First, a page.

To the delight of 'Old Staffs' listers this one is on their lists thanks to a highly unlikely but well watched bird at Sandwell Valley a few years ago (22/08/1995). This one could get onto the Staffordshire lists if more birders were prepared to learn the species and apply what they have learned to the large numbers of wintering Snipe that occur in Britain. I suspect that Great Snipe is a much under-recorded vagrant but how many of you reading this would be prepared to put their reputations on the block and claim one if you believed you have found one. That's the destructive effect of competitive birding for you!

Gyr Falcon 1844
HA! I wish! Unless you are affluent enough to go to the Scottish Islands or are in a position to twitch the odd coastal vagrant that sometimes occurs, this is a very difficult bird to get on your list. Any legitimate bird occurring in Staffordshire these days would have to run the gauntlet of the rarities committees to decide if it was genuine or a falconers escape or even a hybrid? Good luck with getting this one on your staffs list.

Little Bittern 1906
Please, please, please!  This is my personal Bogey Bird, if you have one of these anywhere come and get me - I genuinely am coming to believe that I will never see one of these, I have even missed seeing them at sites abroad (the little buggers keep dodging me)! From a county point of view though, this does have some potential for breaking the block. Little Bittern may not have occurred for over a hundred years in the county but in recent years there have been a number of breeding records in Britain. If this trend continues there has to be hope of a Little Bittern eventually crossing into Staffordshire airspace (if one does, COME AND GET ME - PLEASE)!

Little Bustard 1891
Never going to happen. Despite being highly migratory, this species has undergone such a dramatic decline in its favoured breeding areas the potential for vagrancy to such an inland county in the UK has to be very small verging on impossible in my opinion. When the next one turns up on the south coast go and chase it, I suspect that's the closest that this species will ever get to Staffordshire again!

A Little Bustard. Never again? photo copyright: Animalia
Nutcracker 1991
A species that historicaly has undergone eruptive movements from Siberia into western Europe - but not recently. The only Staffordshire Record was a very popular specimen at Cocknage Woods that was ridiculously obliging and which remained in the area for several weeks. Since this bird was recorded though, there have been only a handful of specimens claimed nationally so it is currently not just a tough bird to get on your Staffs list but also onto your U.K. list. This could all change with any future winter movements, but at present it does look unlikely to happen and until it does, I suspect that this species is worthy of 'Super-Blocker' status.

Pallas's Sandgrouse 1908
For what is now such a rare species, it is hardly possible to believe that it was once a regular irruptive migrant with huge falls of birds being recorded in the 19th century. These days such things must be consigned to history and even if this bird were to occur, it is far more likely to be on a distant Scottish island rather than anywhere in Staffordshire. This is one of the few species on my 'dream list' so I would like to hope, but I don't really think its ever likely to happen again, do you?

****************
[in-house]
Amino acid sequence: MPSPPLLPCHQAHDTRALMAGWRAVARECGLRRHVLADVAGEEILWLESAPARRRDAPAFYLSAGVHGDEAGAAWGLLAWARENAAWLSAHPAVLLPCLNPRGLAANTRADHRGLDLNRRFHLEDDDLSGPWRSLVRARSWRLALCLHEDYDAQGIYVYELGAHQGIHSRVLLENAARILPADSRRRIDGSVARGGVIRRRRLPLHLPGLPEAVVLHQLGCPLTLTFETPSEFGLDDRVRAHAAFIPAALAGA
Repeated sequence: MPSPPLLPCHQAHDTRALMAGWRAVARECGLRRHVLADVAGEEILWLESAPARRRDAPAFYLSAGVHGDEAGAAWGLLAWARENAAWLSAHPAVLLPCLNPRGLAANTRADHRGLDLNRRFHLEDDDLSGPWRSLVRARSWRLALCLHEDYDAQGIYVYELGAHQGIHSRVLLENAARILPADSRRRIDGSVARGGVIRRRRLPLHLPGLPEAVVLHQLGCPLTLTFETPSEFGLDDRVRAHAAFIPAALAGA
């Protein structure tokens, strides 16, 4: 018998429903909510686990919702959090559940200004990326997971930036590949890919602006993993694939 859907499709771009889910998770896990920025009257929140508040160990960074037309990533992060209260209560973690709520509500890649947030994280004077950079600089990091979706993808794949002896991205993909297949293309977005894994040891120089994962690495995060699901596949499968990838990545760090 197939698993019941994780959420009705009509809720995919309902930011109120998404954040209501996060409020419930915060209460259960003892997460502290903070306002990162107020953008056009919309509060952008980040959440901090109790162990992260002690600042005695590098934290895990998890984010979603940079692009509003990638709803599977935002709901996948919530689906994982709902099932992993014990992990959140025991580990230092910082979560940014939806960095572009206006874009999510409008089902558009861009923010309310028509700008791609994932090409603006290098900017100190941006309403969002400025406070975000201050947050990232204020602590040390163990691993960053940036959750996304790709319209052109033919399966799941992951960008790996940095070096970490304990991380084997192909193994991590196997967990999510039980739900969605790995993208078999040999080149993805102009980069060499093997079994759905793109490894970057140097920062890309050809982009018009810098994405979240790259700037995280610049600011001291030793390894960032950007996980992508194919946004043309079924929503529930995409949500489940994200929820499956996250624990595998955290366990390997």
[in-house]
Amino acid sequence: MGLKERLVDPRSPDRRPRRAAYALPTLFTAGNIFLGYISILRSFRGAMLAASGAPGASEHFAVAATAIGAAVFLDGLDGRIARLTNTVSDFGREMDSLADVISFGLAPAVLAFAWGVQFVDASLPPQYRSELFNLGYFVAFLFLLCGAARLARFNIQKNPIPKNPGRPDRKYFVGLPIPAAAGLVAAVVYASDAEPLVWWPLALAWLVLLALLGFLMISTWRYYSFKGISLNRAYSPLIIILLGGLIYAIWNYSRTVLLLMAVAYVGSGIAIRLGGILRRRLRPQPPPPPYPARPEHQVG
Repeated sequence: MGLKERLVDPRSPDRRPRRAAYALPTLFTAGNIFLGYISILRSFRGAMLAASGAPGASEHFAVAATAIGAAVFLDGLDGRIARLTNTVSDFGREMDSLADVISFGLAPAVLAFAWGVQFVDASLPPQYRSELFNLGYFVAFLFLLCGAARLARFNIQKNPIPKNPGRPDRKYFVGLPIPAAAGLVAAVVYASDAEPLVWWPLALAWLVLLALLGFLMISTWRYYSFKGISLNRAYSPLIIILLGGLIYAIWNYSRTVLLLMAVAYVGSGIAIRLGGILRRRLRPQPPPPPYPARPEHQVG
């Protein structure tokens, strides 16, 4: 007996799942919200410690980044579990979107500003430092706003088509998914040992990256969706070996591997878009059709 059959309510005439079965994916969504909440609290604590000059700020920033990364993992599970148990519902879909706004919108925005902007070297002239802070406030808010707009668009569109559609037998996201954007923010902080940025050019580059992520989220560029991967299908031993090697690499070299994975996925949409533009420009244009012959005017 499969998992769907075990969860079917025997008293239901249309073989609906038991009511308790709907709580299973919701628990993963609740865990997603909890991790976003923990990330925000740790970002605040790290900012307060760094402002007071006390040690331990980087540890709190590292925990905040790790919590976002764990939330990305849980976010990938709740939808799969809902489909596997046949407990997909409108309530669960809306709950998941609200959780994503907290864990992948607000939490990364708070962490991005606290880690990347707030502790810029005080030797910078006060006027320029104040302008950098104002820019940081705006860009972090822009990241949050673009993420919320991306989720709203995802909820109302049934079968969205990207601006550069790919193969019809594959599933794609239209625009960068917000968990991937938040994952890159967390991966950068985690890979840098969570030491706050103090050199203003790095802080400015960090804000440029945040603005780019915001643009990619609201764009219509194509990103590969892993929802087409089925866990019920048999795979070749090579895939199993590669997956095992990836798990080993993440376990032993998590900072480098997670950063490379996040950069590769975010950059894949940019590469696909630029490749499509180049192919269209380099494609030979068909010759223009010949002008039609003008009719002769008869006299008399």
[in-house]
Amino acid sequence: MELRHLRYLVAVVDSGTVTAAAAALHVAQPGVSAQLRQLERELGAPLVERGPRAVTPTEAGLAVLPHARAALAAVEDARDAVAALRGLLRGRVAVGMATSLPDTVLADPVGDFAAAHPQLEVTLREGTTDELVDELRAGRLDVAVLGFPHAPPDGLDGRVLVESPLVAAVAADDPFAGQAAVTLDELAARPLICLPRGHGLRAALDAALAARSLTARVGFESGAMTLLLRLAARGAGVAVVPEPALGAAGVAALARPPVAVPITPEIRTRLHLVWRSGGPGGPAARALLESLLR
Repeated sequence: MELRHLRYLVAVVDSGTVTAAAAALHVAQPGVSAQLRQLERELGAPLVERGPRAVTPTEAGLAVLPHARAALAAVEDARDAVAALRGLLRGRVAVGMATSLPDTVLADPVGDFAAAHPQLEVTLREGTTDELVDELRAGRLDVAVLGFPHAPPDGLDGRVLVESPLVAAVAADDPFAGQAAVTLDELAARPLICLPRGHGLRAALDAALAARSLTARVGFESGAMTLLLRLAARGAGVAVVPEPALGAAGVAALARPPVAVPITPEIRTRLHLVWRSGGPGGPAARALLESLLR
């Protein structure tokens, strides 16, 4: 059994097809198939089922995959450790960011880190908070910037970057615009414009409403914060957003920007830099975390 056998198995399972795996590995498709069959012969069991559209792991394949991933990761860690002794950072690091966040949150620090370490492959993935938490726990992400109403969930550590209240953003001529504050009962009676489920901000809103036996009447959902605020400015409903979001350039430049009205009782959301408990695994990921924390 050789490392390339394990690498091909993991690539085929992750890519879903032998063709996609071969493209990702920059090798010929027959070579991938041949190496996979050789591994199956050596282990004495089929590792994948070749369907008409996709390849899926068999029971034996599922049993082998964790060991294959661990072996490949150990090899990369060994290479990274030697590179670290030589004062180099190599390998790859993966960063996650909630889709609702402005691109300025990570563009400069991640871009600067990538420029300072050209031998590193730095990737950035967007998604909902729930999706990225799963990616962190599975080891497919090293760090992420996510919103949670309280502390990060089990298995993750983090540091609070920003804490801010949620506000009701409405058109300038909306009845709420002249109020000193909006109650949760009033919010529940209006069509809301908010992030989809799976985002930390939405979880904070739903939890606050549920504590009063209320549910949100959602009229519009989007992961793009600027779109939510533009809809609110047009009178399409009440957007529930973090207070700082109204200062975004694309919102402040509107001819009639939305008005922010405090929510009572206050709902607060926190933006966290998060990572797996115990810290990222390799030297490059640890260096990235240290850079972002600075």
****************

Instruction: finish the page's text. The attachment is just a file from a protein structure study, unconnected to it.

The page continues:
Sooty Tern 1852
Its not very often that a legend is totally true but the story of the Staffordshire Sooty Tern is! The bird was seen on the River Trent near Burton and a local landowner paid a local boy with a catapult to bring the bird down - which he did with one shot! The bird was subsequently collected, stuffed and then put on Display (Does Yoxall Hall sound right?) where its existence was a matter of record for many years. Unfortunately at some point the specimen was lost but there is no doubt of its existence and the story is recounted in a very rare book called; "The Birds of Staffordshire" (McAldowie 1893).

Fortunately if you are interested in knowing more, a copy of this fascinating book is in possession of the Local Studies Room at Essex Street in Walsall. Not sure how accessible it is these days but I once sat and read it cover to cover one afternoon.

White Tailed Eagle 1905
What do I need to say about this species. The successful return of this magnificent birds to British Skies is a matter of common knowledge. Surely at some point one of these reintroduced birds or even perhaps a genuine vagrant from Norway must one day grace the sky over Staffordshire. However this would probably have been much more likely had the proposal to reintroduce White Tailed Eagle to East Anglia been allowed to go ahead. Sadly not to be though, so its a case of wait, hope and twitch!

Photo copyright: Alan Saunders
White throated Needletail 1991
A much envied bird from within my lifetime, and a totally unexpected vagrant to the UK let alone Staffordshire! The possibility of one of these occurring anywhere must be quite small and I suspect it is a bird that the current and future generations of Staffordshire listers will have to continue to envy those lucky enough to have found it? - Likelihood of another? In my opinion astronomical!

There you are then - something for you to ponder on. It is now three hours since I started to write this and I haven't had my breakfast yet. Sorry for those who may have found it boring but sometimes I want to write stuff that interests me and which I hope will be of interest to like-minded birders.

I am sure that not everyone will agree with my analysis and that's fine, I have told you before opinion's are like Ar**holes (everybody has one) but as I do this blog and presumably you choose to read it, you have to put up with mine. If anyone wants to give any relevant feedback or alternative opinions I will be happy to report them. Its much easier to make up your mind about something if you have more than one viewpoint to consider, so if your views differ to mine let me know - it would be interesting!

If you made it this far - thanks for persevering, I hope you found it worthwhile - Chaz